Tag Archives: adaptation

Album Review: Hamilton: Not Your Granddad’s Broadway Musical

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Surprise!  It’s a review of a soundtrack, not a book.

Lin-Manuel Miranda became an inspiration and favorite celebrity of mine when In the Heights, his first musical, the concept of which he began working on in his college sophomore year, went on to win the Tony for Best Musical in 2008. My sister and I somehow managed to get tickets for the show afterwards. I’ve been excited about Miranda’s newest release, now titled Hamilton, since finding a video of his preview of it at the White House Evening of Poetry in 2009.

“I’m actually working on a hip-hop album. It’s a concept album about the life of someone I think embodies hip-hop: Treasury Secretary Alexander Hamilton. You laugh, but it’s true!”

(Miranda has collaborated with others between In the Heights and Hamilton—notably on Bring It On—but this is the first for which he has written the book and the first musical since In the Heights on which he alone is given credit for the music and lyrics.)

I have not been able to see this musical, but I have listened to the soundtrack… a lot. The story seems to be told exclusively or almost exclusively in song without spoken dialogue, so I feel that I can discuss the story without having seen the play, though I want to make it clear that I have not experienced this play fully.

Hamilton is a biopic about Alexander Hamilton, free of the whitewashing that he’s been subjected to in my textbooks at least, starting with his childhood in the Caribbean, though the Revolutionary War, the founding and structuring of the American government, and ending with his death and immediate legacy—and by creating this musical, which has garnered quite a lot of attention, helping to build his more remote legacy.

Hamilton’s fame particularly within the social media sphere I think comes at a very… interesting and potentially important time. I think more people—particularly more people of the age that consist of the primary consumers and target audience of most social media sites and perhaps the primary consumers of hip-hop music too—are paying more attention to politics this year than previously. The twenty-somethings are about to vote in their first or second presidential election and are being inundated by news about the presidential candidates.

Moreover, with America and the world deciding how to treat refugees and many of the ugly things that are being said and cheered, a reminder that our country was built with the help of at least two very important immigrants (Hamilton and Lafayette, both commanders at the Battle of Yorktown, last of the Revolutionary War) is timely.

The (mal)treatment of immigrants is hardly the only current social issue to surface in this historical narrative. The feminist (“ ‘We hold these truths to be self-evident, that all men are created equal.’ And when I meet Thomas Jefferson, I’m gonna compel him to include women in the sequel” 1.5*) and African American struggles (“Laurens is in South Carolina, redefining bravery: We’ll never be free till we end slavery” 1.18) for equality are both present in the narrative as is the debate between isolationism versus interventionism, which has arisen again with new vigor as America and the world look at the situation in Syria and the unrest caused by ISIS: “If we try to fight in every revolution in the world, we never stop. Where do we draw the line?” (2.7) That so many of the debates and issues in this history are still current tells me much about what we as a nation have learned and more sadly have not learned. We are a nation of people who probably know of Hamilton only that he was shot and killed in a duel (maybe we know that it was Burr who shot him), and we are proving that those who don’t learn history are doomed to repeat it—over and over and over again.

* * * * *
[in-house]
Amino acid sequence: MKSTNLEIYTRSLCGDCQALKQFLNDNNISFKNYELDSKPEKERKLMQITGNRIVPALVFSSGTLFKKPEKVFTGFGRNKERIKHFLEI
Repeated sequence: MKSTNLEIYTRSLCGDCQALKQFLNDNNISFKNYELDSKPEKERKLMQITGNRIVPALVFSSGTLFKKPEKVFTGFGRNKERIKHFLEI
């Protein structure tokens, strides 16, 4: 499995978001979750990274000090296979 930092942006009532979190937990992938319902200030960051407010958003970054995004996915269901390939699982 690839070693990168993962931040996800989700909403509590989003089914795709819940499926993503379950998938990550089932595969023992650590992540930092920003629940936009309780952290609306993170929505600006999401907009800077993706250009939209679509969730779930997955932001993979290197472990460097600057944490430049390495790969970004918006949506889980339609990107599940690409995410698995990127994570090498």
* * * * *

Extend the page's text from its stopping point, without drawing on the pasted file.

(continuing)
It is not only the relevancy of the issues that make this such a contemporary piece, of course. The music itself—drawing particularly from hip-hop and rap—help to broaden the scope of Hamilton’s reach and to make the story available to a younger audience, in particular. (I’ve actually had difficulty selling this CD because a lot of the people who come to the store looking for history books are not interested in rap or hip-hop, but I have seen younger adults and teens picking up the autobiography from which this musical is adapted—Ron Chernow’s Hamilton.)

I cannot pretend to speak about this on a musical level. I am just not versed enough in the subject to speak eloquently, but I can speak on the poetry and complexity and play of Miranda’s language and of the story and characters, which is astounding and wonderful—easily on par with Mumford & Sons or Ed Sheeran, better-known, more mainstream musicians.

In that same preview in 2009, Miranda said of Hamilton, “I think he embodies the word’s ability to make a difference.” The character of Hamilton’s wife Eliza describes his first letters: “Your sentences left me defenseless. You built me palaces out of paragraphs, you built cathedrals” (2.15).

Miranda said in a 60 Minutes interview: “I believe [rap] is uniquely suited to tell Hamilton’s story because it has more words per measure than any other musical genre, it has rhythm, and it has density, and if Hamilton has anything in his writing, it was this density.”

In a broader storytelling sense, the relatability and reality as well as the modern syntax of these characters’ dialogue make so much more real the history from which they emerge. Even those characters who have fewer words over the 2 hours and 22 minutes—like Philip and Eliza Hamilton—show surprising depth and development.  The social and human struggles that these characters experience–love, loss, legacy, pride and disrespect–are universal and timeless.

For the purposes of plot, Miranda has taken some liberties with the history—as far as I have been able to research, but he is mostly guilty of condensing time between off-screen events and those that happen on the stage. The bones of the story are all fairly accurate.